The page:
Oerlikon, at this year’s ITMA in Barcelona will showcase the journey into the future of manmade fibre production. From 20 to 26 June 2019, the world market leader will show all its guests its vision of a sustainable and automated manmade fibre production in a virtual 4D showroom at its 1,000 m² stand in Hall 7, A101: “Clean Technology. Smart Factory.” is the motto of the future. And this is only a stone’s throw away from reality at the stand. Because today Oerlikon is presenting four world premieres for efficient machine and plant concepts in a new, innovative industrial design. Together with numerous other innovations, all this forms the new DNA of the Oerlikon Manmade Fibers segment.
The challenges for the manmade fibre industry are manifold and Oerlikon shows its customers solutions:
Choosing the right business model
Price pressure on fiber and yarn manufacturers is growing due to global market consolidation. Here it is important to position oneself correctly. Are you producing polyester, nylon or polypropylene for the niche market and skimming off good margins with innovative products and ingenious material properties, or are you looking for business success through economies of scale in the volume market such as the constantly growing apparel sector? Oerlikon has the right answers for both business models. And the most important thing: the market leader supplies all solutions from a single source. See for yourself at the world premieres of the machine and system concepts of WINGS FDY PA6, BCF S8 Tricolor and the revolutionary eAFK Evo texturing machine.
Finding alternatives for good personnel
Finding good operators in the manmade fibre industry is becoming increasingly difficult, even in emerging industrial nations such as China, India and Turkey. The solution is obvious. What, for example, the automotive industry achieved years ago with the 3rd Industrial Revolution is now also taking its course in the textile industry. And at the same time it is even shifting up a gear. In the next step, automation in combination with digitization will lead to new, sustainable production. Oerlikon will be showing how automation and digitization interact at ITMA. Self-learning machines and systems, artificial intelligence (AI), remote services and edge computing are just a few of the key words in the digital half of the new Oerlikon Manmade Fibers DNA.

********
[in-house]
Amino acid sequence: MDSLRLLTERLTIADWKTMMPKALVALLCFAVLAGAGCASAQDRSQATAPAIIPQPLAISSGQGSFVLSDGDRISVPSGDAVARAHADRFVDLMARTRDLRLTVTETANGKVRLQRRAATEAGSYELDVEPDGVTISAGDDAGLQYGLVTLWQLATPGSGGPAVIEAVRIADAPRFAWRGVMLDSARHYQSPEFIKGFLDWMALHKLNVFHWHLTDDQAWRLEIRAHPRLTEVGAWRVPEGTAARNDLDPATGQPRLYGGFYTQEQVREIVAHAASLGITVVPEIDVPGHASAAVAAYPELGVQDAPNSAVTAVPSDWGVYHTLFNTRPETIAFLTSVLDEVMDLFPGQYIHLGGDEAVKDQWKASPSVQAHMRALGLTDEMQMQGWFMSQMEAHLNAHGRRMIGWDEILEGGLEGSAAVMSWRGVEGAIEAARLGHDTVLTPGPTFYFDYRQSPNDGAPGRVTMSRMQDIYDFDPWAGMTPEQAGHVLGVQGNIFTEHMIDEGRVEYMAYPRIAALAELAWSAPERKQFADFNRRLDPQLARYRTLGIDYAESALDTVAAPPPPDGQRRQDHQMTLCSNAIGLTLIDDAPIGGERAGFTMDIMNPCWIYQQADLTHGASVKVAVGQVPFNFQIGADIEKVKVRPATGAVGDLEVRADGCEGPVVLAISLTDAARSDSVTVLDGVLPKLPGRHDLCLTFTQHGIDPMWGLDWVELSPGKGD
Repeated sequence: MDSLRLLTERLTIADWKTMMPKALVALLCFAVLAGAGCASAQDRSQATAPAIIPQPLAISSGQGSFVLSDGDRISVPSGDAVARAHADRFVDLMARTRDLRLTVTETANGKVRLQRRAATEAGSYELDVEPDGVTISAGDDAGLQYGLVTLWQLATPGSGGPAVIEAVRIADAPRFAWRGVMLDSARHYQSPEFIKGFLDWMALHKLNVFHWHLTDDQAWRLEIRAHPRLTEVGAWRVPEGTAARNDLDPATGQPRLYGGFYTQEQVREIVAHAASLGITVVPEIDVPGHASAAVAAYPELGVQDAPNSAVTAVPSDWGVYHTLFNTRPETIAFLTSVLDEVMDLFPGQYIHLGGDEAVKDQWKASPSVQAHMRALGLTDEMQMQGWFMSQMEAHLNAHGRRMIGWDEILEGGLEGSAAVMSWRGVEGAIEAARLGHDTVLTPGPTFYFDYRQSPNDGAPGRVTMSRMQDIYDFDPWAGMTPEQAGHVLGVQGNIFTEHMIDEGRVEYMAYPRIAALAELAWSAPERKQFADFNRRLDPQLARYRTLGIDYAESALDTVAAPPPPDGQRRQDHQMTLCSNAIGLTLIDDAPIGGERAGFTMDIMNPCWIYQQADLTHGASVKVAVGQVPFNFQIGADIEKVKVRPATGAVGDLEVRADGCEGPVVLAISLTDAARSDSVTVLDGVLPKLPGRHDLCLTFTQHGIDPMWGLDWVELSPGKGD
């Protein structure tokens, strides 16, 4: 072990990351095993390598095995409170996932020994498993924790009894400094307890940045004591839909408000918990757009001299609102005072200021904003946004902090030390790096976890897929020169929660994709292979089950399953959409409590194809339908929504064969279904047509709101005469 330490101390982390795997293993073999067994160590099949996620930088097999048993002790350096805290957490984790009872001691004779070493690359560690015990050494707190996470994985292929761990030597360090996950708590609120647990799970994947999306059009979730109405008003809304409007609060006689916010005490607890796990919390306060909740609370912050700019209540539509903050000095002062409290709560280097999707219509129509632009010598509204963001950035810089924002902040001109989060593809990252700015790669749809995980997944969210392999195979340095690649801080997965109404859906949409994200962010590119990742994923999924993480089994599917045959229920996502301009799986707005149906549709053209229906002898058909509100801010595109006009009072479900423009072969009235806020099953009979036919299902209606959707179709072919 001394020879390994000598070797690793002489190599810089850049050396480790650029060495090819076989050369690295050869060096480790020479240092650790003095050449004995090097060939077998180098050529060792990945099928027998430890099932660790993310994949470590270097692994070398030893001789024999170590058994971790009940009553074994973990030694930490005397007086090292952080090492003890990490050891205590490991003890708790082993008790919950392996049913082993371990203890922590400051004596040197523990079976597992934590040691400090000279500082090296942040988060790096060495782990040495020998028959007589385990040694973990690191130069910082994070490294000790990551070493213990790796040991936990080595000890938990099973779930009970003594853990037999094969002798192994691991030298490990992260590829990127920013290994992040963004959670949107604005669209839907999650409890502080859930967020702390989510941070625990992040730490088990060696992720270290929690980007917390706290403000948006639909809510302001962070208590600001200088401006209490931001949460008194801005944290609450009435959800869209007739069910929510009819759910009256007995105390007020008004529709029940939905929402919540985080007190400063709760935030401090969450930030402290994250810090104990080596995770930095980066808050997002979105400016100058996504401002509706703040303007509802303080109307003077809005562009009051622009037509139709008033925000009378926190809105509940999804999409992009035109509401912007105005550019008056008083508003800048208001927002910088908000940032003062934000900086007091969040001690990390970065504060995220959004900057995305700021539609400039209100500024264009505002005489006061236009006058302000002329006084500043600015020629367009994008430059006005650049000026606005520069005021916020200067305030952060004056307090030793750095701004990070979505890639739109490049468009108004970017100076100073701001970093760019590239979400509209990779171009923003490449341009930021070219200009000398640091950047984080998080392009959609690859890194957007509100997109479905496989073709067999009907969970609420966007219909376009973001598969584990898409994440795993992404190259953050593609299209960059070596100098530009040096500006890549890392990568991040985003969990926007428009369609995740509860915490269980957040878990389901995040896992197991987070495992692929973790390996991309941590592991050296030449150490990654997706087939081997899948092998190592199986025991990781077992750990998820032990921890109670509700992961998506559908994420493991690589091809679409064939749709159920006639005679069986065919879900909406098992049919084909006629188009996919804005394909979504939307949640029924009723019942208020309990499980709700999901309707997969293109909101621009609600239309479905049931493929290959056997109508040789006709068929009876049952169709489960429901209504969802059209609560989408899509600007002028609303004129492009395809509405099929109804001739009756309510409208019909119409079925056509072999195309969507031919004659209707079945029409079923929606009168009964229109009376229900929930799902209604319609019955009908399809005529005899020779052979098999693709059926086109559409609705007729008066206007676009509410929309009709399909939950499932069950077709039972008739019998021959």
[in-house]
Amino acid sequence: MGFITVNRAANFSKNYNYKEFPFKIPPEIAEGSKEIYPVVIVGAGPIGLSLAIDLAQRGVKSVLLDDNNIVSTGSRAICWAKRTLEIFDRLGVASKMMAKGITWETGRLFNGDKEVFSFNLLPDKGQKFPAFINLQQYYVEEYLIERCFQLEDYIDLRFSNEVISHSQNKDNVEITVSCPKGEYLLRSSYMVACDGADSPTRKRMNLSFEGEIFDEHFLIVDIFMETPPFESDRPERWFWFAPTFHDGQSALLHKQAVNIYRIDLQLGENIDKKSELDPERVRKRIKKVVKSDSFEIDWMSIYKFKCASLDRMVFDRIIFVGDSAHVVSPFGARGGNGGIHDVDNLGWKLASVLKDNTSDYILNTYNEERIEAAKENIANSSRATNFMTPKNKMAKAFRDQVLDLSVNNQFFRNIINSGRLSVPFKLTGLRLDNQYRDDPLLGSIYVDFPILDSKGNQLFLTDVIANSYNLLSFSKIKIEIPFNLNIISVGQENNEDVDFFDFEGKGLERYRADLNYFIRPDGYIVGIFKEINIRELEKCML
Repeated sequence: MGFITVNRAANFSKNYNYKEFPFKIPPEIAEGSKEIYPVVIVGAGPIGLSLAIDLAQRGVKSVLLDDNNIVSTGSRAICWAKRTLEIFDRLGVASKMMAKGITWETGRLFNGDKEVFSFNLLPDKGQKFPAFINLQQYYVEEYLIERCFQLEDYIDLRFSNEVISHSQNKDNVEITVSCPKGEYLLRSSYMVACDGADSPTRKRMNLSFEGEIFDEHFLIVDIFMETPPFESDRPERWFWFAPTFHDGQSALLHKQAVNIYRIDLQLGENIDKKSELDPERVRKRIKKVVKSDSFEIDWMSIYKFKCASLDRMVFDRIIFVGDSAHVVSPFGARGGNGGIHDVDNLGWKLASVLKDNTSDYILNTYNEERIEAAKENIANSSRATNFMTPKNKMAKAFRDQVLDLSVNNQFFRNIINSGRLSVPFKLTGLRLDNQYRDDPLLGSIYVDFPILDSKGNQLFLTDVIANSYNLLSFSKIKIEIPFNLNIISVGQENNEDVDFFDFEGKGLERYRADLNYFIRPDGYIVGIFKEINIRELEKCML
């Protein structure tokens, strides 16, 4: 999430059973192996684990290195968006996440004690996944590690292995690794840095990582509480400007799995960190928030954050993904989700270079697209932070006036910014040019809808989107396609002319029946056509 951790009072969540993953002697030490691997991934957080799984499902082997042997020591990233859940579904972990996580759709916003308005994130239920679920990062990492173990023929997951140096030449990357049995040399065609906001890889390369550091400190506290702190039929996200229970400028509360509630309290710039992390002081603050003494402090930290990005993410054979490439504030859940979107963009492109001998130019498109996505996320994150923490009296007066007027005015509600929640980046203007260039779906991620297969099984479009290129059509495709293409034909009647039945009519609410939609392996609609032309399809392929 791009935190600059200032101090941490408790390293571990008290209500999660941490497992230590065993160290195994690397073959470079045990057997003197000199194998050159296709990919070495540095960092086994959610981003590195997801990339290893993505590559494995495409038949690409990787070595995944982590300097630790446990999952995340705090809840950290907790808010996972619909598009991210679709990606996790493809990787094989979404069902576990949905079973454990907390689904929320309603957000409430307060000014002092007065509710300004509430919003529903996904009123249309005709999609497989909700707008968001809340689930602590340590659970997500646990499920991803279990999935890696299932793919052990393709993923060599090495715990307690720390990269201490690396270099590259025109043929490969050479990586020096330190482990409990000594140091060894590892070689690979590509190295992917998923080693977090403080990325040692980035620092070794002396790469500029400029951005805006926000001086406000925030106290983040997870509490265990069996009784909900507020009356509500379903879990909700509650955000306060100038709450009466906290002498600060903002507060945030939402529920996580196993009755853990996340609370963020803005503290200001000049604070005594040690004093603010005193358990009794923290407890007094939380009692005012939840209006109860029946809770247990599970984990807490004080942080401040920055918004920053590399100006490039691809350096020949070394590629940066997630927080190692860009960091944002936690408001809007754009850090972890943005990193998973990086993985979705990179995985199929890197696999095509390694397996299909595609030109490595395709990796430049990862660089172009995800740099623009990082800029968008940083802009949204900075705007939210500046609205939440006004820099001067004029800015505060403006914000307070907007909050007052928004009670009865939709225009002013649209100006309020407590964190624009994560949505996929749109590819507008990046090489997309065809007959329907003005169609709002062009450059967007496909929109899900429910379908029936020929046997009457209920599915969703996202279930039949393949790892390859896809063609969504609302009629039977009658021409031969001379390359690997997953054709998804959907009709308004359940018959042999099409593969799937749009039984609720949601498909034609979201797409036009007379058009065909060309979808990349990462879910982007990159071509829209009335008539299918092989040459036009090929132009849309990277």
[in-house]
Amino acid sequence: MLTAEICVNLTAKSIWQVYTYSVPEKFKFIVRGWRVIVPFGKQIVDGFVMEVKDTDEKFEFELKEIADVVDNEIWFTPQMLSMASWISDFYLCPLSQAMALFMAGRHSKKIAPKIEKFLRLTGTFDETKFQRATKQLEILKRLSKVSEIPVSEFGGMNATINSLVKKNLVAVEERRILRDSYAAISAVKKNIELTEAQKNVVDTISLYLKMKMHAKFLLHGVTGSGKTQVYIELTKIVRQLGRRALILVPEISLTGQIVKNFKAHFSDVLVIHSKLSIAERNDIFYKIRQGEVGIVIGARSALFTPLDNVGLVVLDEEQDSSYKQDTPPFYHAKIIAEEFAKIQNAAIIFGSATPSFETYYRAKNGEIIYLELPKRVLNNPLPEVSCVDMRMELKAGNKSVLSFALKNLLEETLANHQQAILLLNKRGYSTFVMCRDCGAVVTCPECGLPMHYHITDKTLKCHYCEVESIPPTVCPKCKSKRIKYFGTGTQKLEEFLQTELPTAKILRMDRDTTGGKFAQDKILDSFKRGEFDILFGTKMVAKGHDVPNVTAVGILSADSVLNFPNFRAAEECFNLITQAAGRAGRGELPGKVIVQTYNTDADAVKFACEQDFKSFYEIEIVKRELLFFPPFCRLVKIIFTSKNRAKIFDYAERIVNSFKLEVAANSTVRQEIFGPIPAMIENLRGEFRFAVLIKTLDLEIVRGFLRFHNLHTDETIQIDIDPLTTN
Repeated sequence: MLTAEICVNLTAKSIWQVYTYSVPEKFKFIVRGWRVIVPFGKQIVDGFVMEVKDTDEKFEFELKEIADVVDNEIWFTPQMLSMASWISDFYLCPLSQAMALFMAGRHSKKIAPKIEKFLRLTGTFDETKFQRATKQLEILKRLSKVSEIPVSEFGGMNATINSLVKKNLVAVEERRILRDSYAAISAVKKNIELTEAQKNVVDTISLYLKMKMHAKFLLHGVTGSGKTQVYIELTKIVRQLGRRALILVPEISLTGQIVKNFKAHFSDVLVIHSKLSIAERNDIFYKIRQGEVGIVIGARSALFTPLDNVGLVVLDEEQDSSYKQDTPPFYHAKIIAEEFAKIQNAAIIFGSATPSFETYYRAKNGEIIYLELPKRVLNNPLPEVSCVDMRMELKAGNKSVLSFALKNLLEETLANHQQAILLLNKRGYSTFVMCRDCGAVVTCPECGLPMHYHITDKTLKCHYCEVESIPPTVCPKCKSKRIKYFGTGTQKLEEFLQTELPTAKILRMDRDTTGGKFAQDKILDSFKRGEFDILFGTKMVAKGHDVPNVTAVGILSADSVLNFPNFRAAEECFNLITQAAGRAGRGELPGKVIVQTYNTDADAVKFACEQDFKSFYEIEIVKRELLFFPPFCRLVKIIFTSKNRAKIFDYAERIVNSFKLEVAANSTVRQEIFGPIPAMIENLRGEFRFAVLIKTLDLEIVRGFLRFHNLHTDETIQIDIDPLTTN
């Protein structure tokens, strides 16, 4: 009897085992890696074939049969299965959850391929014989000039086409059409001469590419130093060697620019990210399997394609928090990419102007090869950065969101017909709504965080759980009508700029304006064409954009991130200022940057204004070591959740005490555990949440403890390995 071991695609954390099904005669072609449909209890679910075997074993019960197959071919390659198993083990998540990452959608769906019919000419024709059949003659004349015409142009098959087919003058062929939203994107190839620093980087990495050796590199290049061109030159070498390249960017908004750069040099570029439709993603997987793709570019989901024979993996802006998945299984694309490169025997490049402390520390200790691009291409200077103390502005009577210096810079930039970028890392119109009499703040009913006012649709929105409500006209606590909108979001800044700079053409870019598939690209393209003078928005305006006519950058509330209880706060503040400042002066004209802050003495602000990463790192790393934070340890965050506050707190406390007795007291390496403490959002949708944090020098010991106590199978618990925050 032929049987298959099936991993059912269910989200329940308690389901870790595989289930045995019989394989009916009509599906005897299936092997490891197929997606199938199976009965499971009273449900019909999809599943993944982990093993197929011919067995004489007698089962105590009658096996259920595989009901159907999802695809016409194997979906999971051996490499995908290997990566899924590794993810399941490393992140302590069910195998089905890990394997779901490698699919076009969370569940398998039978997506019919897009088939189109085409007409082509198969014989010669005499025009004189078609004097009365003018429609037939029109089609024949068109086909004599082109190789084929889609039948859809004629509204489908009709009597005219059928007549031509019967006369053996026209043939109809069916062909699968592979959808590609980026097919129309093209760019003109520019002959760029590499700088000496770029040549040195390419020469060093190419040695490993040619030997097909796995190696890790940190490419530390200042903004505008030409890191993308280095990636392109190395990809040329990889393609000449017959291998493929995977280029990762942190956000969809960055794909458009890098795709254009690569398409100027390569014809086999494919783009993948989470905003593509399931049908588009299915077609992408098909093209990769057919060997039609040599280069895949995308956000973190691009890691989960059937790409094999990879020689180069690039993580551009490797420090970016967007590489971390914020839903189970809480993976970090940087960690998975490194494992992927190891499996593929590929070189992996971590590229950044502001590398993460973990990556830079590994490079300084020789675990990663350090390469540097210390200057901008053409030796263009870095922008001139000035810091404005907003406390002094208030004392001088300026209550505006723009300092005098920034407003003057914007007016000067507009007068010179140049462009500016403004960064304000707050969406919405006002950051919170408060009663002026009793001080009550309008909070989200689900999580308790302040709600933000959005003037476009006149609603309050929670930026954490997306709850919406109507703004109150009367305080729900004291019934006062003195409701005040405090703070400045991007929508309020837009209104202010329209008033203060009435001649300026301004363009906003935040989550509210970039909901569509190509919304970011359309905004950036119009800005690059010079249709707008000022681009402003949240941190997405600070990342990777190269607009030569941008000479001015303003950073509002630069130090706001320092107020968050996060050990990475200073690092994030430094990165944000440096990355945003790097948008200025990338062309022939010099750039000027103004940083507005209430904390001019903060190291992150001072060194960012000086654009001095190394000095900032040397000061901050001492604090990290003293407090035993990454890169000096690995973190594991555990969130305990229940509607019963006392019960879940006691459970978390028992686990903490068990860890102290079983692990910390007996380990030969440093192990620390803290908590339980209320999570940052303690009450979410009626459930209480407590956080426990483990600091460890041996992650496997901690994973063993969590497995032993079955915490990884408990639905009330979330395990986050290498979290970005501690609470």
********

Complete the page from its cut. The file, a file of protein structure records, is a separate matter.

Guarantee quality and traceability
The qualities of the fibres and yarns must meet the highest demands and their production must be traceable throughout the textile value chain. This no longer only plays an important role in the automotive industry, where safety is of paramount importance. Other branches of industry that use fibres, yarns and nonwovens also want to know where the raw materials they produce for consumer articles come from. Legal regulations are demanding this more and more frequently. Oerlikon offers optimal solutions with its DIN ISO certified manufacturing processes. More than half of the world’s manmade fibre producers are convinced every day that the qualities produced on Oerlikon Barmag, Oerlikon Neumag and Oerlikon Nonwoven equipment are right – and all visitors to ITMA can do the same on site.
Efficient and sustainable production
In the future, the materials produced from manmade fibres must become part of a further improved global recycling economy. The recycling of polyester – with over 80% market share the most frequently used manmade fiber in the world – has not only been on the agenda since today. Oerlikon already has solutions at hand: from PET bottles to fibers and filaments, to textiles and carpets. ITMA is the next step. With the VacuFil®Oerlikon in cooperation with the subsidiary company BBEngineering presents the world premiere No. 4 – a recycling solution within a running polyester production with a waste-free approach.
Vision becomes reality
The Oerlikon Manmade Fibers segment thus demonstrates what the ITMA in Barcelona promises as the world’s leading trade fair for textile machinery and plant construction: “Innovating the world of textiles – sourcing for a sustainable future”. In Hall 7, A101, this is already reality.